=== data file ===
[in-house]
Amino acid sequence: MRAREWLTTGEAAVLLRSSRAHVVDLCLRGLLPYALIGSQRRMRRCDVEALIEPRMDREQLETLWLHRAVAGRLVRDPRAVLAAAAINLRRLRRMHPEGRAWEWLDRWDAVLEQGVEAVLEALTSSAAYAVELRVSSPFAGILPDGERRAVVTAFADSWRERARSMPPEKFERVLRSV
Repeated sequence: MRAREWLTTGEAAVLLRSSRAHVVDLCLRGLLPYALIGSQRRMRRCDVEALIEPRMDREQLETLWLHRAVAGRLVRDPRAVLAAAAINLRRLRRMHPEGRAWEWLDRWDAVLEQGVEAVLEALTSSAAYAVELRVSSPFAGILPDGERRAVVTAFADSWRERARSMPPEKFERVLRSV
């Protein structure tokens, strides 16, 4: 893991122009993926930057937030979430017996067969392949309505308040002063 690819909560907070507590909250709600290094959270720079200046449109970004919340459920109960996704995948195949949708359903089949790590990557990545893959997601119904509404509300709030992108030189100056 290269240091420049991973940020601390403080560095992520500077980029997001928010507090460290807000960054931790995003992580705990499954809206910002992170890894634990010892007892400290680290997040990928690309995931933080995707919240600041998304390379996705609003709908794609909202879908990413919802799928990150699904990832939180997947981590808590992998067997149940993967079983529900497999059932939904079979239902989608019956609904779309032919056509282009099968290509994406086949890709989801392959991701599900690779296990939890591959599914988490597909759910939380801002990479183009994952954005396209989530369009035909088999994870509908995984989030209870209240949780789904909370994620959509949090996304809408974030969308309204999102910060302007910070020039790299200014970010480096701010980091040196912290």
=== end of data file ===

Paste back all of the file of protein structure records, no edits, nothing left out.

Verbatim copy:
[in-house]
Amino acid sequence: MRAREWLTTGEAAVLLRSSRAHVVDLCLRGLLPYALIGSQRRMRRCDVEALIEPRMDREQLETLWLHRAVAGRLVRDPRAVLAAAAINLRRLRRMHPEGRAWEWLDRWDAVLEQGVEAVLEALTSSAAYAVELRVSSPFAGILPDGERRAVVTAFADSWRERARSMPPEKFERVLRSV
Repeated sequence: MRAREWLTTGEAAVLLRSSRAHVVDLCLRGLLPYALIGSQRRMRRCDVEALIEPRMDREQLETLWLHRAVAGRLVRDPRAVLAAAAINLRRLRRMHPEGRAWEWLDRWDAVLEQGVEAVLEALTSSAAYAVELRVSSPFAGILPDGERRAVVTAFADSWRERARSMPPEKFERVLRSV
């Protein structure tokens, strides 16, 4: 893991122009993926930057937030979430017996067969392949309505308040002063 690819909560907070507590909250709600290094959270720079200046449109970004919340459920109960996704995948195949949708359903089949790590990557990545893959997601119904509404509300709030992108030189100056 290269240091420049991973940020601390403080560095992520500077980029997001928010507090460290807000960054931790995003992580705990499954809206910002992170890894634990010892007892400290680290997040990928690309995931933080995707919240600041998304390379996705609003709908794609909202879908990413919802799928990150699904990832939180997947981590808590992998067997149940993967079983529900497999059932939904079979239902989608019956609904779309032919056509282009099968290509994406086949890709989801392959991701599900690779296990939890591959599914988490597909759910939380801002990479183009994952954005396209989530369009035909088999994870509908995984989030209870209240949780789904909370994620959509949090996304809408974030969308309204999102910060302007910070020039790299200014970010480096701010980091040196912290």